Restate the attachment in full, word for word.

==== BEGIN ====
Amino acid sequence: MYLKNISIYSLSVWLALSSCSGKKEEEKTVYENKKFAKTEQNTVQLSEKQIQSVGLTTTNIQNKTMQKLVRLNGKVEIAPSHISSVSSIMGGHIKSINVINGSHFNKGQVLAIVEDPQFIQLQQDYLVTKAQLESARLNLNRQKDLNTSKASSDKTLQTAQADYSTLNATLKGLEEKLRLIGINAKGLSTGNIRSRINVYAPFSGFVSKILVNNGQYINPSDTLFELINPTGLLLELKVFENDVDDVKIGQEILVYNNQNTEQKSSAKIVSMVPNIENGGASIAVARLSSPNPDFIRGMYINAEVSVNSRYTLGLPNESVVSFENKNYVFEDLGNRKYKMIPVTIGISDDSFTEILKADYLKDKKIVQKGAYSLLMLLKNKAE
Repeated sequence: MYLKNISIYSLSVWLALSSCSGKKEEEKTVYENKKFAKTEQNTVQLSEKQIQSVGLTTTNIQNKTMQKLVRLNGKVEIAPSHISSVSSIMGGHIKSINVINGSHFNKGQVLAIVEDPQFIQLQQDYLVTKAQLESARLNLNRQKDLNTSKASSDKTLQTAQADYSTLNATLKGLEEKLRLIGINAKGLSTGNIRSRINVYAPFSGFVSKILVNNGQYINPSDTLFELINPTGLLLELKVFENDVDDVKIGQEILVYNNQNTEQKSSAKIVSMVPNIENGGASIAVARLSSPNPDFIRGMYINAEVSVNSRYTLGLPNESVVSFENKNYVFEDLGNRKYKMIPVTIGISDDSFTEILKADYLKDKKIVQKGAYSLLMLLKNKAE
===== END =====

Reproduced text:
Amino acid sequence: MYLKNISIYSLSVWLALSSCSGKKEEEKTVYENKKFAKTEQNTVQLSEKQIQSVGLTTTNIQNKTMQKLVRLNGKVEIAPSHISSVSSIMGGHIKSINVINGSHFNKGQVLAIVEDPQFIQLQQDYLVTKAQLESARLNLNRQKDLNTSKASSDKTLQTAQADYSTLNATLKGLEEKLRLIGINAKGLSTGNIRSRINVYAPFSGFVSKILVNNGQYINPSDTLFELINPTGLLLELKVFENDVDDVKIGQEILVYNNQNTEQKSSAKIVSMVPNIENGGASIAVARLSSPNPDFIRGMYINAEVSVNSRYTLGLPNESVVSFENKNYVFEDLGNRKYKMIPVTIGISDDSFTEILKADYLKDKKIVQKGAYSLLMLLKNKAE
Repeated sequence: MYLKNISIYSLSVWLALSSCSGKKEEEKTVYENKKFAKTEQNTVQLSEKQIQSVGLTTTNIQNKTMQKLVRLNGKVEIAPSHISSVSSIMGGHIKSINVINGSHFNKGQVLAIVEDPQFIQLQQDYLVTKAQLESARLNLNRQKDLNTSKASSDKTLQTAQADYSTLNATLKGLEEKLRLIGINAKGLSTGNIRSRINVYAPFSGFVSKILVNNGQYINPSDTLFELINPTGLLLELKVFENDVDDVKIGQEILVYNNQNTEQKSSAKIVSMVPNIENGGASIAVARLSSPNPDFIRGMYINAEVSVNSRYTLGLPNESVVSFENKNYVFEDLGNRKYKMIPVTIGISDDSFTEILKADYLKDKKIVQKGAYSLLMLLKNKAE